In To Build a Fire, Jack London uses many details of setting to illustrate
the gravity of the protagonists situation. The story is a detailed
description of the dangers of intense cold and the stages involved in the
process of freezing to death. The man in to build a fire is a very
dogmatic and arrogant person who believed in his own abilities and took
everything at face value. He didnt analyze and scrutinize over every detail.
He definitely wasnt one to philosophize and his conceptions were rooted in
the tangible not the surreal.
At the end, though, he realizes his own
deficiencies and finally dies. The magnitude of the mans situation is fully
illustrated and established through Londons descriptions of the landscape,
snow, ice, and intense cold. The height of Londons graphic portrayal is the
storys explicit description of the intense cold of the arctic winter that the
man is travelling through. The sharp, explosive crackle(pg. 119 para. 2)
that occurred in the air before the mans spit could even hit the snow is just
an example of the vicious cold that the man was travelling through.
moisture of the mans breathing that forms ice on his beard and mustache. The
crystal beard of the color and solidity of amber(pg. 120 para. 1) that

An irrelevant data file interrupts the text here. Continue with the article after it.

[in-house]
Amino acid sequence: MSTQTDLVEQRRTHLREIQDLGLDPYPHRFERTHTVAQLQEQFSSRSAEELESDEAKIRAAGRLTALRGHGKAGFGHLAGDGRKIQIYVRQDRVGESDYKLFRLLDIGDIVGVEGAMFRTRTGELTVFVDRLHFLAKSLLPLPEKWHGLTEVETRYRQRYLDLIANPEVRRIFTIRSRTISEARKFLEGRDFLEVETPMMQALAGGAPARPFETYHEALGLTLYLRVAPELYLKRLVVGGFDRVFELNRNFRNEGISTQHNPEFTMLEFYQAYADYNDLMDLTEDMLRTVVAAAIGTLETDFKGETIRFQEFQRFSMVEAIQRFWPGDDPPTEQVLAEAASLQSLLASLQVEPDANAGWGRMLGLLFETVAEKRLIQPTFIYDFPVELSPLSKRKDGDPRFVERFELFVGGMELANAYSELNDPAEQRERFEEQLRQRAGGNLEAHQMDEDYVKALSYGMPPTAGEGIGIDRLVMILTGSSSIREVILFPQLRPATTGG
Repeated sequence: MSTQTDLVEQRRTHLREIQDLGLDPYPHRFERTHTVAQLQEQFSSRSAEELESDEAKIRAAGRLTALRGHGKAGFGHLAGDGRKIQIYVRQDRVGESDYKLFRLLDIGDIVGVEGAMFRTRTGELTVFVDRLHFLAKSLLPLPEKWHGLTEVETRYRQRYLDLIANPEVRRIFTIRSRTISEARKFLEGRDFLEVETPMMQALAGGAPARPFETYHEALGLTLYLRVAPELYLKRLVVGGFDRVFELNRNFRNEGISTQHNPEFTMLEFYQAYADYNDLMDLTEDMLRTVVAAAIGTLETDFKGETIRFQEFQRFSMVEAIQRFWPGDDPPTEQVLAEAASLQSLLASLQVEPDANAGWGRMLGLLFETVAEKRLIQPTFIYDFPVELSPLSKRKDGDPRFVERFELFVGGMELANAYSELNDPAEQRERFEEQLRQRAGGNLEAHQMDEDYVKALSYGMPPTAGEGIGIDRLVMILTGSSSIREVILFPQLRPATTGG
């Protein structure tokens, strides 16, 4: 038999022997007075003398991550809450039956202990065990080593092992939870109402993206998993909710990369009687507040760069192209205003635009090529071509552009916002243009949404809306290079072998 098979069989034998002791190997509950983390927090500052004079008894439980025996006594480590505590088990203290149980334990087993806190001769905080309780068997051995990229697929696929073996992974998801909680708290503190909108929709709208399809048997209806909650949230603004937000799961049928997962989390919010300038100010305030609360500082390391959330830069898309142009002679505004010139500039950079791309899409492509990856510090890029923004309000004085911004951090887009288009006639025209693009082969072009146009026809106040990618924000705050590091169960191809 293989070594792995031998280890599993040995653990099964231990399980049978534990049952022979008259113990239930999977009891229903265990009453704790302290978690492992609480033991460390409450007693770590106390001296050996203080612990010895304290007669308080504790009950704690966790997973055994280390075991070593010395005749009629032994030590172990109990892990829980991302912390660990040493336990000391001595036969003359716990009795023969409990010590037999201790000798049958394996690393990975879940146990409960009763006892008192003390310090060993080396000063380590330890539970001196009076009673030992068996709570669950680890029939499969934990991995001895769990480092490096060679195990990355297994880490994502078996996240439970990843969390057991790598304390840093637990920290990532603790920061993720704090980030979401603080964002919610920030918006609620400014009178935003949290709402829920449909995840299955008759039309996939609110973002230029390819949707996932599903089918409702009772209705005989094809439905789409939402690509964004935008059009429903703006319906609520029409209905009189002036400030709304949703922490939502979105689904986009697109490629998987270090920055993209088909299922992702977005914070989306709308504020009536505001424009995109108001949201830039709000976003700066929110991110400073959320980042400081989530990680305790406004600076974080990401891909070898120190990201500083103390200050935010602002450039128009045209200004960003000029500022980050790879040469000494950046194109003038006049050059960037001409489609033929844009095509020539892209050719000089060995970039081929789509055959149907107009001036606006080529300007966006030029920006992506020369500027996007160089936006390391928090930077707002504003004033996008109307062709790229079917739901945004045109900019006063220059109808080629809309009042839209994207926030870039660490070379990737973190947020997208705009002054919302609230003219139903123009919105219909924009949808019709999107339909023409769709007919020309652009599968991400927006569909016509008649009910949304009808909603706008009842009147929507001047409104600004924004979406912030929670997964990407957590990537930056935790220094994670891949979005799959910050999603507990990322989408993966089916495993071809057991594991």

transpires when the man chews tobacco and the speed in which the mans
appendages become numb and unusable are further examples of Londons account
of the cold. The journey through the unbroken white north and south, as far
as the eye could see (paragraph 2) was another striking account of the
wonderful use of setting in this story. Without a doubt, the concept of a world
of ice is a major factor in the greatness of this story undermined only by
Londons graphic depiction of the mans death.
This is depicted in great
detail throughout the latter part of the story. The terrain of the Yukon, to the
man, is just an obstacle that could easily be overcome with knowledge of your
surroundings and a pragmatic attitude, but in truth it is the executioner of the
man. The anxiety of falling in the water, the relief when the fire is built, and
the shock when it is put out are all situations that build to the tension of the
story. The panic when he is unable to build a second fire and the conclusion
that is bound to happen are more thoroughly realized when the man is unable to
even light a match. The wild rush through the snow and the idea to kill his dog
to use its body as warmth are further graphic details of the break down of the
man. The innovation of meeting death with dignity(pg.
128 para. 3) is the
final stage to the mans realization that he was to die. The idea to sleep
off to death(pg.128 para. 3) and the statement, Freezing was not so bad as
people thought. There were lots worse ways to die.
is an additional step
towards the conclusion we had all suspected when the fire was put out. The
setting is further developed by these accounts and the harshness of the Arctic
winters are even more realized. Thus, Londons setting within the unfeeling
Yukon is both descriptive and arousing. The major action takes place after the
fire is put out, leading to the climax of the story when the man begins his
realization that death had found him. In this way, London uses setting to show
the extent of the mans situation and the death that will surely follow if you
underestimate it. The events of the story, the unrelenting cold, and the mans
final death are all tied together by Londons expert control of setting.
English Essays .